After trying with no success whatsoever to recover the data, I gave up and wiped the drive (after many shots of vodka). However, even after the wipe I'm still left with two drives and thus far haven't found a way to combine them back into a single 3TB drive as it once was. (Though, again, without any of the data. Lesson: don't used DiskCryptor if you like your 1s and 0s.)

 

As always, any suggestions are greatly appreciated.


Edited by hamluis, 05 November 2014 - 10:57 AM.
Moved from Win 7 to Internal Hardware - Hamluis.


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#2 JohnC_21

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Posted 24 October 2014 - 08:06 PM

Hello, and Welcome

 

The reason you are seeing two drives is because an MBR disk has a max capacity of about 2TB. The easiest way to get full capacity is to download Partition Wizard. Delete all partitions on the drive after backing up your data. Initialize the disk as GPT. The create and format a partition on the drive.

 

Partition Wizard also has an option to convert an MBR disk to GPT but I have never used it. If you decide to go that route, backup any data on the drive. Once the conversion is complete you should be able to expand the 2TB partition to the full 3TB.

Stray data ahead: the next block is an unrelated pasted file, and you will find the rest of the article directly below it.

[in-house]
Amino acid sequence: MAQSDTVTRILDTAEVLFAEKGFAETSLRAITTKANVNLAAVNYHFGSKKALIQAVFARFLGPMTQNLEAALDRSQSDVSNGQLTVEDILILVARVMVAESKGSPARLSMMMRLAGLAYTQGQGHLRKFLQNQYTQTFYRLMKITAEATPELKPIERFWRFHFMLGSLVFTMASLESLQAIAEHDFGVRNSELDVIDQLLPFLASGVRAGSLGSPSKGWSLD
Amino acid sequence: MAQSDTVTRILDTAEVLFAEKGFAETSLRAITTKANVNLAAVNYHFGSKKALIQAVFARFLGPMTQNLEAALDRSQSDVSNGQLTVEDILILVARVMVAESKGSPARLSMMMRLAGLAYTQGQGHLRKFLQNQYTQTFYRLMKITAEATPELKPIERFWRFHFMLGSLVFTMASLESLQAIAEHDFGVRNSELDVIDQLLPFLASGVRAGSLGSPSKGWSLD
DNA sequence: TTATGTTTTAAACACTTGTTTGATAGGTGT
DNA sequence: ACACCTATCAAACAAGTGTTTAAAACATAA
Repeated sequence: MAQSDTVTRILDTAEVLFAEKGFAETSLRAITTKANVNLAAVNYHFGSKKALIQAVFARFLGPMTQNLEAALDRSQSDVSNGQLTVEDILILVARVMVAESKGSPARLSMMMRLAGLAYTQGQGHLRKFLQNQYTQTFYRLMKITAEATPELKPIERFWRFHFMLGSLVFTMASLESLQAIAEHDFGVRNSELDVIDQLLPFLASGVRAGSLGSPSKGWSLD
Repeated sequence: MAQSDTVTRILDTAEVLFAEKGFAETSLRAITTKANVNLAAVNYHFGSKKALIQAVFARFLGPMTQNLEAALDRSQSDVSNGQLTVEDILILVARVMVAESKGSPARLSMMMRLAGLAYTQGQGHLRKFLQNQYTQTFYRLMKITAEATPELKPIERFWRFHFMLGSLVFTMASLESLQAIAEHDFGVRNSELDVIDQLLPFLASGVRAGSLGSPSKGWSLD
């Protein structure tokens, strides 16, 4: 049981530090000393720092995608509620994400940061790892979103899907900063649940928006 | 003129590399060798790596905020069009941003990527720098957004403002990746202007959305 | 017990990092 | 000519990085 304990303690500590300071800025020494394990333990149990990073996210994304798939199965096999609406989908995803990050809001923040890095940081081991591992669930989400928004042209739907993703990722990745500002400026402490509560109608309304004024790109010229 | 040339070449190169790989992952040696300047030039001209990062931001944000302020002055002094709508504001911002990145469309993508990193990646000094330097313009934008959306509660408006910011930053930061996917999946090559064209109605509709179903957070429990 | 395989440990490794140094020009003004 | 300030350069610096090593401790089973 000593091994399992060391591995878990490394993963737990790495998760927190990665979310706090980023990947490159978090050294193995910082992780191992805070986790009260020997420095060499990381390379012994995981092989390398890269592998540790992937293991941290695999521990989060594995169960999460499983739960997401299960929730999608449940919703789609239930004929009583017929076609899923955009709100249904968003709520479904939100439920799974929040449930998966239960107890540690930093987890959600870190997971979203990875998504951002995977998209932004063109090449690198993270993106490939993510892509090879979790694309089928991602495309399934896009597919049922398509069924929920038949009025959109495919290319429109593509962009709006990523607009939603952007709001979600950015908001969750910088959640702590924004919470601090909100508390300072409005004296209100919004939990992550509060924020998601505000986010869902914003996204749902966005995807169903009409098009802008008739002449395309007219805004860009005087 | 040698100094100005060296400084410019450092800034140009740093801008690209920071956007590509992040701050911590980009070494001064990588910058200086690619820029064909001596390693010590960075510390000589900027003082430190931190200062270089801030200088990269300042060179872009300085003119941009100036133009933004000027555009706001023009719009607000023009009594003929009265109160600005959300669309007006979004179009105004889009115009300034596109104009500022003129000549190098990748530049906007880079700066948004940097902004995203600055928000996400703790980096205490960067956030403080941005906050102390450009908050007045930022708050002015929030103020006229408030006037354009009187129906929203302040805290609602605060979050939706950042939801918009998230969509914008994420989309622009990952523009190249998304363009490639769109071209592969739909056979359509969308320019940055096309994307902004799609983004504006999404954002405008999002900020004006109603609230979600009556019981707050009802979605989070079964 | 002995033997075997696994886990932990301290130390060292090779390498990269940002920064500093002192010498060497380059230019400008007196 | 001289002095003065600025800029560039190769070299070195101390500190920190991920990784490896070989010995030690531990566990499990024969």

#3 ebgod

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Posted 24 October 2014 - 08:10 PM

Good thinking, but no joy. They're both already GPT. Though I will download Partition Wizard - maybe it will give me some tools that Disk Management and DiskPart don't.



#4 JohnC_21

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Posted 24 October 2014 - 08:13 PM

I would still try deleting both partitions and re-initialize the disk as GPT. Then create a partition in the unallocated space. It should work.



#5 ebgod

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Posted 24 October 2014 - 09:11 PM

I'm sorry, there seems to have been a communication mix-up. I'm not discussing partitions or mapped drives, I'm talking about physical drives (at least as Windows sees them). I'm well acquainted with working with partitions - these show as two completely different physical hard drives, as if I had two drives in the enclosure, complete with two separate rows in Drive Management (as opposed to a single row with xple partitions) and separate drivers in Device Manager (which is not something you'd see for a single drive with multiple partitions).



#6 JohnC_21